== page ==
The B-sample taken from New Zealand eventer Jock Paget's Burghley-winning horse Clifton Promise has tested positive for the banned sedative reserpine.
The result was the same as the A-test last month, meaning Paget must now plead his case to the World Equestrian Federation (FEI) tribunal in the hope of avoiding a ban of up to two years.
The reigning Badminton and Burghley champion told Fairfax Media last month he was "absolutely dumbfounded" over his horse testing positive for the banned substance after his triumph at the four-star Burghley International Horse Trials in England in September.
The Olympic team bronze medallist was stood down from competition, pending the test of the B-sample. The rider is considered the person responsible for the horse.
Equestrian Sports New Zealand (ESNZ) received notification from the FEI today that the B blood sample taken from Clifton Promise had tested positive.
The result was widely expected as there have been few cases where the B-sample produces a different result to the A-sample.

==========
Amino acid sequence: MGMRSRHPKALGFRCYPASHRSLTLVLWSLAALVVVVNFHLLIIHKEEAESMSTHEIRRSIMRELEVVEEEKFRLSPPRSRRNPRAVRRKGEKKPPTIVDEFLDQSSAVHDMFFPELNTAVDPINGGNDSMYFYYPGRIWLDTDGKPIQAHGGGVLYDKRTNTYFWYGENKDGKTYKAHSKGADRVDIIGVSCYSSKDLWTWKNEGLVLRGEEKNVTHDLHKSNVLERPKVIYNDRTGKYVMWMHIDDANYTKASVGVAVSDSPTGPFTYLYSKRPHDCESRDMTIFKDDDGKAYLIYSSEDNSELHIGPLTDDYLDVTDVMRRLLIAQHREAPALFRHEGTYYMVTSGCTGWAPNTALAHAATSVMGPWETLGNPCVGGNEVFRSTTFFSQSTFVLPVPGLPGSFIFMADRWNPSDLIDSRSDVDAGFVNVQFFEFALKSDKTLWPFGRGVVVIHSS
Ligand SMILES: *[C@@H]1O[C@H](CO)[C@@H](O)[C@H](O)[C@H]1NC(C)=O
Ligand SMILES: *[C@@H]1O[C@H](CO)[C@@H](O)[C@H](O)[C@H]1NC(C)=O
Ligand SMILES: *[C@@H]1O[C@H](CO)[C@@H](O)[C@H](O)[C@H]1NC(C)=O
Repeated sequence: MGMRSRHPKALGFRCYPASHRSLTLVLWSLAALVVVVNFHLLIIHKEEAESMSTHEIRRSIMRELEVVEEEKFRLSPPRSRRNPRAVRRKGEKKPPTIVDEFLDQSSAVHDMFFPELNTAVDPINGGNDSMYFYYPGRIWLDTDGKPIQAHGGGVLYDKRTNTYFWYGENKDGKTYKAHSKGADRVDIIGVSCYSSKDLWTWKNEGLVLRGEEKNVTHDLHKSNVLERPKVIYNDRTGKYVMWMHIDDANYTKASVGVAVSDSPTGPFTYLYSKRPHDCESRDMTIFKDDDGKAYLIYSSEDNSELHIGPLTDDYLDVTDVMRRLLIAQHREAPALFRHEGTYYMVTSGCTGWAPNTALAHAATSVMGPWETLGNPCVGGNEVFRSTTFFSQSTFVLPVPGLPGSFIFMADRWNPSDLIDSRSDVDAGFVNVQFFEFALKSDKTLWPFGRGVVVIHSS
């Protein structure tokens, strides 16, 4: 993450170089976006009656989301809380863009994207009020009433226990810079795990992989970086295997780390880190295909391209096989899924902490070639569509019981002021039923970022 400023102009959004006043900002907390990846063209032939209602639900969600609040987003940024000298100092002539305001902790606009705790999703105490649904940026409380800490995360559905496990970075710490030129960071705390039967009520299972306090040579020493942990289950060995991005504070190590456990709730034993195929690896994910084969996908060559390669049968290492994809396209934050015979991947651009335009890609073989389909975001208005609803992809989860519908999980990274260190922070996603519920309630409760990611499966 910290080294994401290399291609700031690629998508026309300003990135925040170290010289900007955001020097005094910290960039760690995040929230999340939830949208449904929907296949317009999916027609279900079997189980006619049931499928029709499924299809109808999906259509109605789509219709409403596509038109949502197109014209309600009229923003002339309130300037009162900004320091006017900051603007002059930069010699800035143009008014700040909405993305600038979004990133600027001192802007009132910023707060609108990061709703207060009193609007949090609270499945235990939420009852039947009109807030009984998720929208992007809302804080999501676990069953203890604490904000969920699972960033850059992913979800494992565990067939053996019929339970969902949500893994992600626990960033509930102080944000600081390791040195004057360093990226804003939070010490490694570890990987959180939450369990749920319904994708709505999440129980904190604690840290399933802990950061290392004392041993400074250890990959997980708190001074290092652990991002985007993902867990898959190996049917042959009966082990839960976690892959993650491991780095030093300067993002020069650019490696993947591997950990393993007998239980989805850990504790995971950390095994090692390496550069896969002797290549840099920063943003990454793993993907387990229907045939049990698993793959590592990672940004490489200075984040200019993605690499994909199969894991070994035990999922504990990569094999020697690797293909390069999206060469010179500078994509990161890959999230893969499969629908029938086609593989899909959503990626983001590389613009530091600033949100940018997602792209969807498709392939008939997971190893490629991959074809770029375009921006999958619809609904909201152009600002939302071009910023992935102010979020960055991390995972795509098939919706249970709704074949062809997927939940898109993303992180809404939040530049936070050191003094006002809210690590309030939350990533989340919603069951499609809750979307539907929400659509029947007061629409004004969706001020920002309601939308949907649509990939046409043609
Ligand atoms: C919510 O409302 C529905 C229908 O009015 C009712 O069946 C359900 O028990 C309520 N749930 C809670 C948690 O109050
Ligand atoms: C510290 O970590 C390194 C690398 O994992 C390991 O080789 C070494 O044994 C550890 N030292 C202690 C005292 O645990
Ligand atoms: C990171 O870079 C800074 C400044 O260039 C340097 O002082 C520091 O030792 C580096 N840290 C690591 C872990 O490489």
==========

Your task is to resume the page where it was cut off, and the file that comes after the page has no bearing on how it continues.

Paget is now required to submit written documentation to the FEI explaining the presence of reserpine in Clifton Promise's bloodstream.
He was confident of providing the FEI with a comprehensive explanation which would be considered at a hearing of the tribunal, an ESNZ statement said.
He has 21 days to do so.
"I will continue to work closely with my team to provide a full explanation to the FEI." Paget said.
ESNZ was notified of the positive test from the A-sample on October 14 and since then both the rider and horse have been provisionally suspended from FEI and national competitions.
In keeping with ESNZ's own clean sport policy and its support of the FEI's clean sport programme, Paget has been stood down from any official ESNZ activity during the legal process.
Paget has always proclaimed his innocence and is searching for answers as to why the banned substance was found in Promise's blood.
- Fairfax Media
Of these accolades, which would you like to win most?